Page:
User's Story: A China-White Christmas
User's Story: A China-White Christmas
Christmas, that special time of year when families and friends come together to celebrate the birth of a saviour that 80 per cent of us say we don't believe in. When even the most wayward of souls think about "home" (whatever that means) and head towards it. People exchange gifts, greedy little kids expect bucket-loads of toys, technophiles get their paws on the newest gadgets, book shops sell tonnes of memoirs by such esteemed souls as retired cricketers and politicians, record companies churn out collections of greatest hits and just about everyone gorges themselves on ham, poultry, prawns and pavlova.
Ah, it's not so bad if you've got a home to go to or a family who'll have you. It's even fun watching movies or Boxing Day cricket, drinking beer and eating leftovers. Sucks a bit if you've got a habit though, 'cos Christmas is that time of year when everything's a little bit dear, especially, you guessed it... gear.
So for this Christmas tale, cast your mind back to a more innocent time, before Zero Tolerance, before the streets were covered by CCTV cameras and the Dog Squad patrolled everywhere with their pesky pooches. A time when all sorts of goodies were available on the street, in caf‚s and arcades. When it wasn't too hard for an enterprising lad and an able cockatoo to ply their trade.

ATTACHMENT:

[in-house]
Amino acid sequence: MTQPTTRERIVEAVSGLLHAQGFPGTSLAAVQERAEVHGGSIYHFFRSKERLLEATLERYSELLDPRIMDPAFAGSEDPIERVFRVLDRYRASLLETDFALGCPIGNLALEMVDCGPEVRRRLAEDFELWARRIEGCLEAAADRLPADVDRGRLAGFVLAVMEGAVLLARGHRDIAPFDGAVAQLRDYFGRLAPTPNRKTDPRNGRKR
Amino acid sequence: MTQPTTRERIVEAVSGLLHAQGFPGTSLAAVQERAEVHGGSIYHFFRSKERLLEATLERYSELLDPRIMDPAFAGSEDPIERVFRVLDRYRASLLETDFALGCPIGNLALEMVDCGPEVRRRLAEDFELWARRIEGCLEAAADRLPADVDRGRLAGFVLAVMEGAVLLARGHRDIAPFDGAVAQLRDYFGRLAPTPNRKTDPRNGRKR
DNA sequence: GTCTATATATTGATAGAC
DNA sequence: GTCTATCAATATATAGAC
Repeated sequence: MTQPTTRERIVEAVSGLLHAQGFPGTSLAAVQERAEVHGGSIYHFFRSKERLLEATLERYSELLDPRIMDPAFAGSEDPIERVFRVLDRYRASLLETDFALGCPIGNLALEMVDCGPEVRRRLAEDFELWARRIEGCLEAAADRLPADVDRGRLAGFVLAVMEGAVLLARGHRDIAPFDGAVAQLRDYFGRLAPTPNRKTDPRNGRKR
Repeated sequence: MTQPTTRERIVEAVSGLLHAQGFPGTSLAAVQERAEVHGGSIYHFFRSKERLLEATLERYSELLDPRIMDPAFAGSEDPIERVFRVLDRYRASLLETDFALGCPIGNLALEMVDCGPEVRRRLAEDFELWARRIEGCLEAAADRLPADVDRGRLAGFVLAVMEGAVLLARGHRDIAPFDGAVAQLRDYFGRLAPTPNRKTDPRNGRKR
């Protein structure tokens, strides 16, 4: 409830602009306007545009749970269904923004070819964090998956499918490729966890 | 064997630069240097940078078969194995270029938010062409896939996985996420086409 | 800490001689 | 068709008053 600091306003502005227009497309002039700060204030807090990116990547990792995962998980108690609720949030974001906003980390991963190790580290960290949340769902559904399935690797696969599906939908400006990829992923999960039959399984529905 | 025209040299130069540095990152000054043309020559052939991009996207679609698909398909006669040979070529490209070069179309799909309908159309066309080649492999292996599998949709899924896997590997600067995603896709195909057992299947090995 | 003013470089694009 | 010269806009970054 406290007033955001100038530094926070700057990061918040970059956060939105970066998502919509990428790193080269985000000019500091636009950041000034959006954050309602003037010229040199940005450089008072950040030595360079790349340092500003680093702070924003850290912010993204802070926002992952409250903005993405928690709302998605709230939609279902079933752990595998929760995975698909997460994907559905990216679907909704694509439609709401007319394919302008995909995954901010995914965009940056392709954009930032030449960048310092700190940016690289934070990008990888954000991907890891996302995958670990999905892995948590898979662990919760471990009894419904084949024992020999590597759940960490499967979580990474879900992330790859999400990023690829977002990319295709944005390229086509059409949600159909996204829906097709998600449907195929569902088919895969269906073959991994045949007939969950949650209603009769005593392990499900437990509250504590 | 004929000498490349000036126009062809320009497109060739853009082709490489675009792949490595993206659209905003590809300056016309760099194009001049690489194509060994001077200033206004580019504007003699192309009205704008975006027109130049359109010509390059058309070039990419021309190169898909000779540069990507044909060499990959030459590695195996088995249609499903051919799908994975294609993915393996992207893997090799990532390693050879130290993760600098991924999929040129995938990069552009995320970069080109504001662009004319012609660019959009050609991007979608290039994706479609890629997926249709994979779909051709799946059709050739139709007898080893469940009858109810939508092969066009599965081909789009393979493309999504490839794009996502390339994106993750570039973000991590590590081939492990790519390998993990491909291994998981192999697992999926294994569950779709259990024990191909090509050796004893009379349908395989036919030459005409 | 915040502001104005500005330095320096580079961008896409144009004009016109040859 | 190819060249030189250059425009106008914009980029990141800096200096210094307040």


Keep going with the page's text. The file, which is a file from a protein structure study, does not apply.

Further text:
This particular year found yours truly badly stocked-up for the silly season and working the holidays as a result. In those days I supported my habit by busking and selling sticks. The good news for me that year was that there was plenty of good quality old China-white around. And whilst Sydney was in the grip of a pot drought, I had a plentiful supply.
That Christmas I had a really big bag of compressed. Remember the Dorrigo dust? Weet-bix? Compressed heads, dried out, packed down and put away for just such occasions as the drought Sydney was suffering that season. Not nearly as tasty and strong as the sticky buds that everyone prefers, but way better than nothin' when there's nothin' going. The Weet-bix is also really good for cooking. I made a fantastic lamb shank and veggie soup with some of it. I also mixed hash butter into some chocolate for a dessert. You get a fantastic body stone that lasts for hours. It was an orphan's Christmas dinner but a beauty.
First things first: I needed to make sure I had enough white for Christmas. Early Christmas morning I went up to the Cross to sell some sticks and score some rocks. I had a little mate with me who used to stand cockatoo at the top of the one-way street that I worked halfway down. He was a trusty little streety, a pot-head who helped me out in return for a stick. We took up our possies and set to work.
The sun rose into a cloudless sky. It was dry and stinking hot. The streets were almost empty which only seemed to amplify the heat radiating off the deserted concrete and bitumen. Merry Christmas! It looked like being a long day.
The couple of cafes that usually supported the pot trade in the Cross in those days were both shut for Christmas. Happy days. At least I'd have a fair chance of getting a slice of whatever was happening business-wise. Sure enough, one by one the odd Christmas Eve reveller looking for a smoke to come down on started to drift down the street. One by one my little sticks of compressed were selling and I was getting closer and closer to my China White Christmas.